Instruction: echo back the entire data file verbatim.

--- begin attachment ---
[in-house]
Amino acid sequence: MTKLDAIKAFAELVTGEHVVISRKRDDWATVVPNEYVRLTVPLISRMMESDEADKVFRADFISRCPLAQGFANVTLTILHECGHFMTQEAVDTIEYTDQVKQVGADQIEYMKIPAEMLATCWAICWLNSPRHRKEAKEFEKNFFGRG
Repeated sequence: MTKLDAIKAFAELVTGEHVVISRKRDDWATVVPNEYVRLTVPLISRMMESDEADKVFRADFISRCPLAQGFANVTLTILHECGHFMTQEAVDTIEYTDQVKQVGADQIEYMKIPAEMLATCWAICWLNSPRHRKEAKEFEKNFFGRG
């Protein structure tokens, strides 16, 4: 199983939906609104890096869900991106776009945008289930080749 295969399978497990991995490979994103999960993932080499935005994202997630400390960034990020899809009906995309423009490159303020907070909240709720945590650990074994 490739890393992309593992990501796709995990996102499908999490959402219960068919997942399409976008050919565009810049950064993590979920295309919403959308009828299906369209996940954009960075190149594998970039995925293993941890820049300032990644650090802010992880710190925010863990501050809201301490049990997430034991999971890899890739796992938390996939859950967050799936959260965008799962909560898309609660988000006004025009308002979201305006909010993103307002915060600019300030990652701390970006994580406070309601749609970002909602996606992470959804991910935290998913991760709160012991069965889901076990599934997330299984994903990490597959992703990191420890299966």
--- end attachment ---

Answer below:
[in-house]
Amino acid sequence: MTKLDAIKAFAELVTGEHVVISRKRDDWATVVPNEYVRLTVPLISRMMESDEADKVFRADFISRCPLAQGFANVTLTILHECGHFMTQEAVDTIEYTDQVKQVGADQIEYMKIPAEMLATCWAICWLNSPRHRKEAKEFEKNFFGRG
Repeated sequence: MTKLDAIKAFAELVTGEHVVISRKRDDWATVVPNEYVRLTVPLISRMMESDEADKVFRADFISRCPLAQGFANVTLTILHECGHFMTQEAVDTIEYTDQVKQVGADQIEYMKIPAEMLATCWAICWLNSPRHRKEAKEFEKNFFGRG
């Protein structure tokens, strides 16, 4: 199983939906609104890096869900991106776009945008289930080749 295969399978497990991995490979994103999960993932080499935005994202997630400390960034990020899809009906995309423009490159303020907070909240709720945590650990074994 490739890393992309593992990501796709995990996102499908999490959402219960068919997942399409976008050919565009810049950064993590979920295309919403959308009828299906369209996940954009960075190149594998970039995925293993941890820049300032990644650090802010992880710190925010863990501050809201301490049990997430034991999971890899890739796992938390996939859950967050799936959260965008799962909560898309609660988000006004025009308002979201305006909010993103307002915060600019300030990652701390970006994580406070309601749609970002909602996606992470959804991910935290998913991760709160012991069965889901076990599934997330299984994903990490597959992703990191420890299966």